Harvard Business Review
This article originally appeared in Harvard Business Review.
“Brian Johnson” is the chief executive of a major consumer-goods company that has been remarkably successful over the past decade. Like his predecessors, Johnson runs a tight ship in all aspects of operations, boasting excellence in product and service quality and a finely tuned supply chain. The company capitalizes on economies of scale and enjoys the lowest costs in its industry.
But when we first spoke with him a year and a half ago, he was worried that those managerial assets were turning into liabilities. “We’re seeing focused competitors in nearly every segment of our business,” said Johnson. (We’ve changed his name and other details to protect the confidentiality of our conversations.) “They’re small, but they attack like piranhas.” The new entrants were bringing out products and services that distributors loved. Their lenient return policies encouraged customers to try their offerings. Their faster deliveries within tight time frames reduced distributors’ warehousing costs and inventory levels. Johnson’s company was having trouble responding to the pressure, particularly when doing so required the denizens of its well-guarded organizational silos to collaborate with one another on innovations.
As consultants, we hear similar concerns from many executives like Johnson interested in creating agile leadership teams. One of us (Darrell) has written about the opportunities and challenges of ramping up agile by adding more and more teams (see “Agile at Scale,” HBR, May–June 2018 ). But after studying hundreds of companies for our new book, we believe that if a company wants to be fast on its feet, transform customer experiences, and continuously outpace competitors, it needs more than lots of agile teams. To create a truly agile enterprise, the top officers—most, if not all, of the C-suite—must embrace agile principles too. This article explores how agile leadership teams function, how they differ from conventional executive committees and from other agile teams, and what agile means for senior executives’ day-to-day work lives.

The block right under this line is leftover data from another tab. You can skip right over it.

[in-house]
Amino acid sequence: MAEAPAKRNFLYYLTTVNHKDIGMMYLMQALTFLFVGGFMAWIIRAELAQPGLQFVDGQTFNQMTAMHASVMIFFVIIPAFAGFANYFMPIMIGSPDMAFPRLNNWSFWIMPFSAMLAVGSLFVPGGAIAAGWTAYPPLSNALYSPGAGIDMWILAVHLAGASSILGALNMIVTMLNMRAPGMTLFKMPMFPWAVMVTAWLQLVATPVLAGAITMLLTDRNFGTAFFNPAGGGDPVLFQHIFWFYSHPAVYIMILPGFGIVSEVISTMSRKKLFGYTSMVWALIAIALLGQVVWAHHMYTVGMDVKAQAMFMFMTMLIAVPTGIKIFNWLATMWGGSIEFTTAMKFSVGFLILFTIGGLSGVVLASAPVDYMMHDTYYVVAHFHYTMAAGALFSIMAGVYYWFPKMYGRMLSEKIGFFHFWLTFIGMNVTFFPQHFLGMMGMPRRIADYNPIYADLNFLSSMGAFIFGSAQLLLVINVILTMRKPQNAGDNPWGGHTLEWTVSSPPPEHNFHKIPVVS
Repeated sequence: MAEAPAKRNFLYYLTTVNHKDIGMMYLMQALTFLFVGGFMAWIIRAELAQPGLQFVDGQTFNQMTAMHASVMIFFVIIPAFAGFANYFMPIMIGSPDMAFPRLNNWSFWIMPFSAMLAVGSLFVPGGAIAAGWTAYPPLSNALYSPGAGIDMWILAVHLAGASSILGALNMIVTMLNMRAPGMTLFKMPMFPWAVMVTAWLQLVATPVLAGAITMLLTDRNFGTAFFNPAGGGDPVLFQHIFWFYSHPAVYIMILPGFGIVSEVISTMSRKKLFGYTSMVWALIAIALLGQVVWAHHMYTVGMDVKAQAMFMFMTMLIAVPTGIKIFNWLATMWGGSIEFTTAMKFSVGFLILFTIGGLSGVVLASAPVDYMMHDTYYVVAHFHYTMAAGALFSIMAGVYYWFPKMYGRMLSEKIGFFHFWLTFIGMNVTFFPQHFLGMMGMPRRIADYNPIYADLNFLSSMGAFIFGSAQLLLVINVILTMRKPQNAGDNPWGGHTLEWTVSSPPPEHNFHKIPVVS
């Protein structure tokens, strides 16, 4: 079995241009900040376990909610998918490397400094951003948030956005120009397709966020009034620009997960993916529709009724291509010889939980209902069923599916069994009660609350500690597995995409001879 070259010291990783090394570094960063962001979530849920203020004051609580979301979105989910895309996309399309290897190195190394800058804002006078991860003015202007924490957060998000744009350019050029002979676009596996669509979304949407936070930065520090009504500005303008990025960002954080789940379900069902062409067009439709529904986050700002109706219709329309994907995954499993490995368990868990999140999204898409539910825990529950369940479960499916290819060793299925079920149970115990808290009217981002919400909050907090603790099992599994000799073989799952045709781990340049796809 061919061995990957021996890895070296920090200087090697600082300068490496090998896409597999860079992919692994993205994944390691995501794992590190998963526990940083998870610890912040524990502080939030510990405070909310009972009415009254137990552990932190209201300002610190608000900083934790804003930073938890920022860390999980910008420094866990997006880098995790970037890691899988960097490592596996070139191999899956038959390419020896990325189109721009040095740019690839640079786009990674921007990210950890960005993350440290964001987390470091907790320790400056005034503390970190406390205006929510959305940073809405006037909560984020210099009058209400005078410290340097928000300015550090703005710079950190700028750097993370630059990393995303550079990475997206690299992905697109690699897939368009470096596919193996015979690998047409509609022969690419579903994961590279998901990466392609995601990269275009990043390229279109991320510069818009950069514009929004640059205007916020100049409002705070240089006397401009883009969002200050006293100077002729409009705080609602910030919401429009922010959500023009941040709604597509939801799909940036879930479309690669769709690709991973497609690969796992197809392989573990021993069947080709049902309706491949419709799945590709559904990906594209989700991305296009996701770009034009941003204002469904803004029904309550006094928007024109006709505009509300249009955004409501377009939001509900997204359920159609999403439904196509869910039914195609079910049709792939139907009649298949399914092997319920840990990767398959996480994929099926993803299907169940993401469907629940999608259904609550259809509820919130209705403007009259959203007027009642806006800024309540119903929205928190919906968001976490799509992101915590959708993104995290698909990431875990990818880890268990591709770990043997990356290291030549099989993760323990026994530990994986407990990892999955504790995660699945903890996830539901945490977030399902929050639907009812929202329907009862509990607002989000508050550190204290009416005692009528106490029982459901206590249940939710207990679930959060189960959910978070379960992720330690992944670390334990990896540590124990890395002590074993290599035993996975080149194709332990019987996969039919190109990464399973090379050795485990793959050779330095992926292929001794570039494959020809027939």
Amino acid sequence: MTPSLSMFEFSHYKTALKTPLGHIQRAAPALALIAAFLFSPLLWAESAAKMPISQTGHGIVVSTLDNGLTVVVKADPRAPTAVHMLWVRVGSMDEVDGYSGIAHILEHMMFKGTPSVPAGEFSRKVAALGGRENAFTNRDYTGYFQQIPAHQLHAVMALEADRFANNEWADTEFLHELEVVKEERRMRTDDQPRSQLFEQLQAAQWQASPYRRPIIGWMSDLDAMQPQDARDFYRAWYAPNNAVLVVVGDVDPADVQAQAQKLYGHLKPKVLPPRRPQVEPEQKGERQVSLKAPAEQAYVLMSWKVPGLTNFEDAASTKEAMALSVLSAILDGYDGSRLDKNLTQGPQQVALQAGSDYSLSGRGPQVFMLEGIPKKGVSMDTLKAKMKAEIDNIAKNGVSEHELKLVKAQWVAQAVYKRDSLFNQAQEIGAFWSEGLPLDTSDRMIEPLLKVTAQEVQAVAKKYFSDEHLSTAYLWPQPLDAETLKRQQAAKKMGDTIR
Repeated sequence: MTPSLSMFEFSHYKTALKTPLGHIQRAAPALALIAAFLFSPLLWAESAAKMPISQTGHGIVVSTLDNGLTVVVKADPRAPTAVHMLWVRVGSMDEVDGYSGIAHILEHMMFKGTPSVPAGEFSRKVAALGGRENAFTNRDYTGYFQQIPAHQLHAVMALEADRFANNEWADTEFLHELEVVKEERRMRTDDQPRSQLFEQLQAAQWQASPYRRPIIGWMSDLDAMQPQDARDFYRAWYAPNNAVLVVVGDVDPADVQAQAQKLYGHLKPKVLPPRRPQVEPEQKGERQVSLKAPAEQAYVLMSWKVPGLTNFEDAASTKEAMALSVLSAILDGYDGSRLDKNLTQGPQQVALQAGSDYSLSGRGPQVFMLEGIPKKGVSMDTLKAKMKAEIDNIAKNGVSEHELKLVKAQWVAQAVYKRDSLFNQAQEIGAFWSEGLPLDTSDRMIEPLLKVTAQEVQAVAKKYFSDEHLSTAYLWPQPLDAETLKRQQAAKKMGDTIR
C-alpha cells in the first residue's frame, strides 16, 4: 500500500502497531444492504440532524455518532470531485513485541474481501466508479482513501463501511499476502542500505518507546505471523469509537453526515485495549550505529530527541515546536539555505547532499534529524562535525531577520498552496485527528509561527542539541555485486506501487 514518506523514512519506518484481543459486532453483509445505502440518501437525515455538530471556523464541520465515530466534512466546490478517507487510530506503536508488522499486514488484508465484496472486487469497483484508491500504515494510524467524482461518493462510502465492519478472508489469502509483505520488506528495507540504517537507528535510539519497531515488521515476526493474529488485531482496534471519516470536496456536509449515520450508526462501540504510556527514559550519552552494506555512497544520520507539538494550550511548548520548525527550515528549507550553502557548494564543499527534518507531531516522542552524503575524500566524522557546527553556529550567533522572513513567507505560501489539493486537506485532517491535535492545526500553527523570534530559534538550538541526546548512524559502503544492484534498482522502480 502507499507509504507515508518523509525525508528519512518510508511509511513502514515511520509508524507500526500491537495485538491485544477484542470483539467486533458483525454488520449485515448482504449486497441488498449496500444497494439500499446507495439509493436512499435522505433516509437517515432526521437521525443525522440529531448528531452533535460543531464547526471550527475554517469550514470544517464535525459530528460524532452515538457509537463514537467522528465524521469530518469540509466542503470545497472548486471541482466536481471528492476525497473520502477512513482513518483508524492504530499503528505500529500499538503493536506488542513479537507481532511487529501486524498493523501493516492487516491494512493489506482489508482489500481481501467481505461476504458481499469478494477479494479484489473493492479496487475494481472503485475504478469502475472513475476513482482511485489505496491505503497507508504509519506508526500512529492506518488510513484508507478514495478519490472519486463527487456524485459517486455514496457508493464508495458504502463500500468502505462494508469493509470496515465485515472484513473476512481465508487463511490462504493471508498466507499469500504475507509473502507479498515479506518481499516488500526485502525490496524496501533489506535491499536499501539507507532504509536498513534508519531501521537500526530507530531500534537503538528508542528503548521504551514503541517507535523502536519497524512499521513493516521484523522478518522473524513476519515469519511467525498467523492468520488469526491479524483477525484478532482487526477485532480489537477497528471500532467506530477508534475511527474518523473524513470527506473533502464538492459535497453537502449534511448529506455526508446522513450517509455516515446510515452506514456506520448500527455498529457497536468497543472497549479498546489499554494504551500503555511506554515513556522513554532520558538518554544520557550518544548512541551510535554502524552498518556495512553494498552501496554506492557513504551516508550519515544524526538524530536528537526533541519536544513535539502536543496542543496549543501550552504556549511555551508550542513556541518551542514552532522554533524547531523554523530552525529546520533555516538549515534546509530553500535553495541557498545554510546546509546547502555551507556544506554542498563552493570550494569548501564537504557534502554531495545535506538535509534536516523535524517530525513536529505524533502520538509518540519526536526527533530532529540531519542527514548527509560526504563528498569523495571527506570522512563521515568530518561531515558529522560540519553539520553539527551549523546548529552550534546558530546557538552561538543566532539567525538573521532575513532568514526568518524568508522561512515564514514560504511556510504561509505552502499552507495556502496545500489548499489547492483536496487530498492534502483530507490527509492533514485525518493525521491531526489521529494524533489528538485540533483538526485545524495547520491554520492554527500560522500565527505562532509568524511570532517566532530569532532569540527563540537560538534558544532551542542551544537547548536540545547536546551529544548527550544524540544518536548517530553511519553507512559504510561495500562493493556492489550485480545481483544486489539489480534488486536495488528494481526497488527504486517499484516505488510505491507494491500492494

Darrell K. Rigby is a partner in the Boston office of Bain & Company. He heads the firm’s global innovation practice. He is the author of Winning in Turbulence and is a co-author of Doing Agile Right: Transformation Without Chaos (Harvard Business Review Press, 2020).
Sarah Elk is a partner in Bain & Company’s Chicago office and heads its global operating model practice. She is also a co-author of Doing Agile Right: Transformation Without Chaos (Harvard Business Review Press, 2020).
Steve Berez (firstname.lastname@example.org) is a partner in Bain & Company’s Boston office and a founder of its enterprise technology practice. He is also a co-author of Doing Agile Right: Transformation Without Chaos (Harvard Business Review Press, 2020).